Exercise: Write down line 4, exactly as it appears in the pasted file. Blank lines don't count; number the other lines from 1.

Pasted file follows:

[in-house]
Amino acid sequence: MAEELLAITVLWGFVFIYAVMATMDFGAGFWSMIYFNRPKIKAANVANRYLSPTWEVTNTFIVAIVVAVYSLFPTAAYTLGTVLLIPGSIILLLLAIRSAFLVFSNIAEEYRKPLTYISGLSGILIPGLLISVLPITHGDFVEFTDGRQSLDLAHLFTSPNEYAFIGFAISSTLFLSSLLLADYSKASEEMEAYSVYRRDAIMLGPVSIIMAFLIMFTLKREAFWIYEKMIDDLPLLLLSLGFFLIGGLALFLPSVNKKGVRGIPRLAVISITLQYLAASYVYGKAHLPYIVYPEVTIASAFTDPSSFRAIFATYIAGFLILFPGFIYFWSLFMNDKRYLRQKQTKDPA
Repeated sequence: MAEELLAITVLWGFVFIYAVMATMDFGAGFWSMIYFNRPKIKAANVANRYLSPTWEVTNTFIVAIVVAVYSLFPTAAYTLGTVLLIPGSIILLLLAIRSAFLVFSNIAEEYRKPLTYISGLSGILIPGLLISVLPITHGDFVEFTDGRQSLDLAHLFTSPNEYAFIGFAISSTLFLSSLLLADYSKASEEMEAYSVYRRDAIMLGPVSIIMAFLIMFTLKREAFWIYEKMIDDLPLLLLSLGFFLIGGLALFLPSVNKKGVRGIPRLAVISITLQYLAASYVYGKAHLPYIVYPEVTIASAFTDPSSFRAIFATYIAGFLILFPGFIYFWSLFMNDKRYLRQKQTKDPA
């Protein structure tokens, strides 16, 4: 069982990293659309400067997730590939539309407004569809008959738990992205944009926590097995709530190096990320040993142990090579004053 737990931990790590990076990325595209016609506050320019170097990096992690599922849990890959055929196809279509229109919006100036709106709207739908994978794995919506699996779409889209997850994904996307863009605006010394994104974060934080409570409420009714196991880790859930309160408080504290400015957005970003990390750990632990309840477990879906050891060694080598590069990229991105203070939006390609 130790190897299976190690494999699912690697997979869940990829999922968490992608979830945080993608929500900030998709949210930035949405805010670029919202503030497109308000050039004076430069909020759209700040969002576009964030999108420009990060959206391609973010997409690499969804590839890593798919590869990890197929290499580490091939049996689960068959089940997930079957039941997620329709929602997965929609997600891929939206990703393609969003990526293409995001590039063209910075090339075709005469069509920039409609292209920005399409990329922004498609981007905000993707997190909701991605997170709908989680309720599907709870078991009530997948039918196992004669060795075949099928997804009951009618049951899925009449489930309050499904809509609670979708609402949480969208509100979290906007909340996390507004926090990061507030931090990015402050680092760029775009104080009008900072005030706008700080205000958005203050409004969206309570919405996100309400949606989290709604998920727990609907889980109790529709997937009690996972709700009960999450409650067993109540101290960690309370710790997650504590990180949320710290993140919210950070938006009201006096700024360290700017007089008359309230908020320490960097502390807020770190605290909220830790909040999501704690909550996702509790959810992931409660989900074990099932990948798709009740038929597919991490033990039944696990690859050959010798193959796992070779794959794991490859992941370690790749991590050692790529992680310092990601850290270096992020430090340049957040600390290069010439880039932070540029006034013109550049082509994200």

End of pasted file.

């Protein structure tokens, strides 16, 4: 069982990293659309400067997730590939539309407004569809008959738990992205944009926590097995709530190096990320040993142990090579004053 737990931990790590990076990325595209016609506050320019170097990096992690599922849990890959055929196809279509229109919006100036709106709207739908994978794995919506699996779409889209997850994904996307863009605006010394994104974060934080409570409420009714196991880790859930309160408080504290400015957005970003990390750990632990309840477990879906050891060694080598590069990229991105203070939006390609 130790190897299976190690494999699912690697997979869940990829999922968490992608979830945080993608929500900030998709949210930035949405805010670029919202503030497109308000050039004076430069909020759209700040969002576009964030999108420009990060959206391609973010997409690499969804590839890593798919590869990890197929290499580490091939049996689960068959089940997930079957039941997620329709929602997965929609997600891929939206990703393609969003990526293409995001590039063209910075090339075709005469069509920039409609292209920005399409990329922004498609981007905000993707997190909701991605997170709908989680309720599907709870078991009530997948039918196992004669060795075949099928997804009951009618049951899925009449489930309050499904809509609670979708609402949480969208509100979290906007909340996390507004926090990061507030931090990015402050680092760029775009104080009008900072005030706008700080205000958005203050409004969206309570919405996100309400949606989290709604998920727990609907889980109790529709997937009690996972709700009960999450409650067993109540101290960690309370710790997650504590990180949320710290993140919210950070938006009201006096700024360290700017007089008359309230908020320490960097502390807020770190605290909220830790909040999501704690909550996702509790959810992931409660989900074990099932990948798709009740038929597919991490033990039944696990690859050959010798193959796992070779794959794991490859992941370690790749991590050692790529992680310092990601850290270096992020430090340049957040600390290069010439880039932070540029006034013109550049082509994200």